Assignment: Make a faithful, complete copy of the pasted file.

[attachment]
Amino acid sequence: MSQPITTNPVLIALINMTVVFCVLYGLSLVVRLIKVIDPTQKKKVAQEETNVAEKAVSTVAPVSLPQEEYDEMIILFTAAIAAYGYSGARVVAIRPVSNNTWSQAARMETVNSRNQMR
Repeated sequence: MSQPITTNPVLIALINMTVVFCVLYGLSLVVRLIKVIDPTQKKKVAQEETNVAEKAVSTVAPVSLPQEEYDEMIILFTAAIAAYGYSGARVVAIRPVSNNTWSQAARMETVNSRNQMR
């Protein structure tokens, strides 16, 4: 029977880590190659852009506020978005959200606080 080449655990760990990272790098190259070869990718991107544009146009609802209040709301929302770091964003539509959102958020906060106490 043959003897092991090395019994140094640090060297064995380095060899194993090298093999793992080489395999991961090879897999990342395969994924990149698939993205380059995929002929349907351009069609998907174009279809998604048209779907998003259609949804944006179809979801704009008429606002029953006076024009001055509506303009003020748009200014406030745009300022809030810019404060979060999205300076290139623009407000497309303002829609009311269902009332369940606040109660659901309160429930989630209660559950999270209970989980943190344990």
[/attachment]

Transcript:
Amino acid sequence: MSQPITTNPVLIALINMTVVFCVLYGLSLVVRLIKVIDPTQKKKVAQEETNVAEKAVSTVAPVSLPQEEYDEMIILFTAAIAAYGYSGARVVAIRPVSNNTWSQAARMETVNSRNQMR
Repeated sequence: MSQPITTNPVLIALINMTVVFCVLYGLSLVVRLIKVIDPTQKKKVAQEETNVAEKAVSTVAPVSLPQEEYDEMIILFTAAIAAYGYSGARVVAIRPVSNNTWSQAARMETVNSRNQMR
């Protein structure tokens, strides 16, 4: 029977880590190659852009506020978005959200606080 080449655990760990990272790098190259070869990718991107544009146009609802209040709301929302770091964003539509959102958020906060106490 043959003897092991090395019994140094640090060297064995380095060899194993090298093999793992080489395999991961090879897999990342395969994924990149698939993205380059995929002929349907351009069609998907174009279809998604048209779907998003259609949804944006179809979801704009008429606002029953006076024009001055509506303009003020748009200014406030745009300022809030810019404060979060999205300076290139623009407000497309303002829609009311269902009332369940606040109660659901309160429930989630209660559950999270209970989980943190344990």